Monopoly is one of the most popular board games of all time. But with its plethora of inaccuracies, it doesn't offer the best lessons in real-world finance.

Monopoly does get some things right. The purpose of the game is "to become the wealthiest player through buying, renting and selling of property," and prudent property ownership decisions are indeed a proven path to wealth. Players also learn that property values are largely based on location, and they receive economic lessons about scarcity, tradeoffs and making decisions with imperfect information.

Still, if you're hoping your kids will learn something about finance while they're playing, here are a few of the game's inaccuracies you may want them to be aware of.

Most Pricing Is Not Market Based
In Monopoly, prices for unimproved properties, houses and hotels are flat, and the rents players pay when landing on each other's properties are fixed. The game's property values are pre-established by a central authority (the bank) instead of fluctuating based on supply and demand like they do in real life - at least, in capitalist societies, and Monopoly is clearly capitalist. The rules do reflect reality somewhat, however, in that they allow players to negotiate trades for unimproved properties, railroads and utilities (but not houses or hotels), based on whatever values they agree upon.

Property Rights Are Unusual
When you buy an unimproved property, a house or a hotel in Monopoly, you buy it from the bank. In real life, only foreclosed properties are purchased from banks; properties are usually transferred between individual owners.

Monopoly players also must pay cash for land and structures instead of financing them with a mortgage. Mortgages are only used when players run into financial trouble; they may mortgage properties they own back to the bank for the mortgage price printed on the title deed card for that property. For example, a player who owned Kentucky Avenue, purchased for $220, could get $110 for the property by mortgaging it to the bank. While the property is mortgaged, the owner cannot collect rent. In real life, most people do not pay cash for properties; they use mortgages, and homeowners collect rent on mortgaged properties all the time.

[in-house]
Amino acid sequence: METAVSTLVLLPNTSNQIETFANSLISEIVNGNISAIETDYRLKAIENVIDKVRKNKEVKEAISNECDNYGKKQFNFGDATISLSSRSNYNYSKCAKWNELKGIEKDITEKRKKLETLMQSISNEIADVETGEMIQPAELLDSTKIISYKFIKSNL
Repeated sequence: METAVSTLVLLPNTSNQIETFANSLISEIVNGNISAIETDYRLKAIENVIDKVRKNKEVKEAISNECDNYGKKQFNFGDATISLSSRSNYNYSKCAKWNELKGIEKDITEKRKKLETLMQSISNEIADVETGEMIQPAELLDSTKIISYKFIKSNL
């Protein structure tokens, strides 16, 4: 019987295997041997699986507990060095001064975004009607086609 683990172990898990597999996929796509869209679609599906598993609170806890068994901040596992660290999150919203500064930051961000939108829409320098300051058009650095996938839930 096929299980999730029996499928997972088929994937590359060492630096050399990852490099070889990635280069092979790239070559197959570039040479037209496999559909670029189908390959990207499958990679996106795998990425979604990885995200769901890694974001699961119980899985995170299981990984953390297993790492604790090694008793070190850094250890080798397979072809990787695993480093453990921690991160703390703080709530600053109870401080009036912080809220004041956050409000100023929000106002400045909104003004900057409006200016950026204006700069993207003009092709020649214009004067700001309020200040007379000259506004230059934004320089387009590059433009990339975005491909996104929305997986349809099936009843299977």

Another aspect of property ownership unique to Monopoly is that players cannot improve their properties until they own all the properties of the same color, and players must build evenly across their properties. Players also have to build small structures (houses) before they're allowed to build large structures (hotels). While real-life rules do restrict what improvements owners can make to their properties through city zoning laws, neighborhood deed restrictions and homeowners association requirements, there is no need to own two or three adjacent properties before building is allowed, and there is no requirement to build multiple small properties as precursors to a larger property.

Income Is Based on Luck, Not Skill
In Monopoly, you receive a $200 salary every time you pass Go. How often you pass Go depends on the luck of the numbers you roll with the dice and any Chance and Community Chest cards you draw that may help you move around the board. Income is also based on which properties you happen to land on and whether you're able to accumulate monopoly holdings of like-colored properties that allow you to collect rent from your opponents. Players get paid - and have to pay - when they randomly draw cards with instructions, such as "Your building loan matures: Collect $150" and "You have been elected chairman of the board: Pay each player $50."